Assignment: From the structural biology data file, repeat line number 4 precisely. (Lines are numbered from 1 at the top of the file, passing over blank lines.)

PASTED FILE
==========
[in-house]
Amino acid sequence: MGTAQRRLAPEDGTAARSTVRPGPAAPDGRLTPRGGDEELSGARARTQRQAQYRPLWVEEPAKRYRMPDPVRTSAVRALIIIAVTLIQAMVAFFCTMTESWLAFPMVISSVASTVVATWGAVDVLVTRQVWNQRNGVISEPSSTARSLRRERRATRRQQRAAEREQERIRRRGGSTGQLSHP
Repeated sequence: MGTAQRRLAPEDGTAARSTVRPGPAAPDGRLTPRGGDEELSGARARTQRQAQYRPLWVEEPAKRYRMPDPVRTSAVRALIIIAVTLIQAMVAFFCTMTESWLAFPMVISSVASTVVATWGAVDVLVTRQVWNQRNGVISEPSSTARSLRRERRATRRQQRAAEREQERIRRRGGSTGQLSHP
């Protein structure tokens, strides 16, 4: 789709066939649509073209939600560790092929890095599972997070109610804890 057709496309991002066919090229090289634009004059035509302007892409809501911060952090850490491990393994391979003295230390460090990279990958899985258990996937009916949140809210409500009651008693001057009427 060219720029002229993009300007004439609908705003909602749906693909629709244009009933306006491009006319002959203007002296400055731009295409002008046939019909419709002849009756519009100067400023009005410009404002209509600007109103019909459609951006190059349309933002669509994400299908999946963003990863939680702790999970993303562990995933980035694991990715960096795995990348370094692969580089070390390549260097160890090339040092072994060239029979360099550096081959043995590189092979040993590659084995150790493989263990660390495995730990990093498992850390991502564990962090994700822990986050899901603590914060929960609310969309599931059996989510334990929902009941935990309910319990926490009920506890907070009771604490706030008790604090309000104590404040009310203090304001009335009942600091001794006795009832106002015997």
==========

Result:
């Protein structure tokens, strides 16, 4: 789709066939649509073209939600560790092929890095599972997070109610804890 057709496309991002066919090229090289634009004059035509302007892409809501911060952090850490491990393994391979003295230390460090990279990958899985258990996937009916949140809210409500009651008693001057009427 060219720029002229993009300007004439609908705003909602749906693909629709244009009933306006491009006319002959203007002296400055731009295409002008046939019909419709002849009756519009100067400023009005410009404002209509600007109103019909459609951006190059349309933002669509994400299908999946963003990863939680702790999970993303562990995933980035694991990715960096795995990348370094692969580089070390390549260097160890090339040092072994060239029979360099550096081959043995590189092979040993590659084995150790493989263990660390495995730990990093498992850390991502564990962090994700822990986050899901603590914060929960609310969309599931059996989510334990929902009941935990309910319990926490009920506890907070009771604490706030008790604090309000104590404040009310203090304001009335009942600091001794006795009832106002015997």